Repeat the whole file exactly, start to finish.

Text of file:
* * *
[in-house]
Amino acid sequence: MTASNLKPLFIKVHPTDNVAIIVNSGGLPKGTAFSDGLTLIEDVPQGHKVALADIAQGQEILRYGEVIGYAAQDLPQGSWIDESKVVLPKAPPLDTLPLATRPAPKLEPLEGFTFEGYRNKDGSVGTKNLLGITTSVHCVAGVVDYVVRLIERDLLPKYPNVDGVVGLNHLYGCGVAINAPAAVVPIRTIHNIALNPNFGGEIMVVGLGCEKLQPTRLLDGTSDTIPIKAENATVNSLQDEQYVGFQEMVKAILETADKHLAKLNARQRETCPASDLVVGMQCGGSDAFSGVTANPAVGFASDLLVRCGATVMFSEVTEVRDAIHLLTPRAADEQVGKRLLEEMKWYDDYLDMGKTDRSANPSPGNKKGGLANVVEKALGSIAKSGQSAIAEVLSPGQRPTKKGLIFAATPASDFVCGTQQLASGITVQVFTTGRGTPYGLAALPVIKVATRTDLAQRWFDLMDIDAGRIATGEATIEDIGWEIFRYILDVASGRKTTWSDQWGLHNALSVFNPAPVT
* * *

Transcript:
[in-house]
Amino acid sequence: MTASNLKPLFIKVHPTDNVAIIVNSGGLPKGTAFSDGLTLIEDVPQGHKVALADIAQGQEILRYGEVIGYAAQDLPQGSWIDESKVVLPKAPPLDTLPLATRPAPKLEPLEGFTFEGYRNKDGSVGTKNLLGITTSVHCVAGVVDYVVRLIERDLLPKYPNVDGVVGLNHLYGCGVAINAPAAVVPIRTIHNIALNPNFGGEIMVVGLGCEKLQPTRLLDGTSDTIPIKAENATVNSLQDEQYVGFQEMVKAILETADKHLAKLNARQRETCPASDLVVGMQCGGSDAFSGVTANPAVGFASDLLVRCGATVMFSEVTEVRDAIHLLTPRAADEQVGKRLLEEMKWYDDYLDMGKTDRSANPSPGNKKGGLANVVEKALGSIAKSGQSAIAEVLSPGQRPTKKGLIFAATPASDFVCGTQQLASGITVQVFTTGRGTPYGLAALPVIKVATRTDLAQRWFDLMDIDAGRIATGEATIEDIGWEIFRYILDVASGRKTTWSDQWGLHNALSVFNPAPVT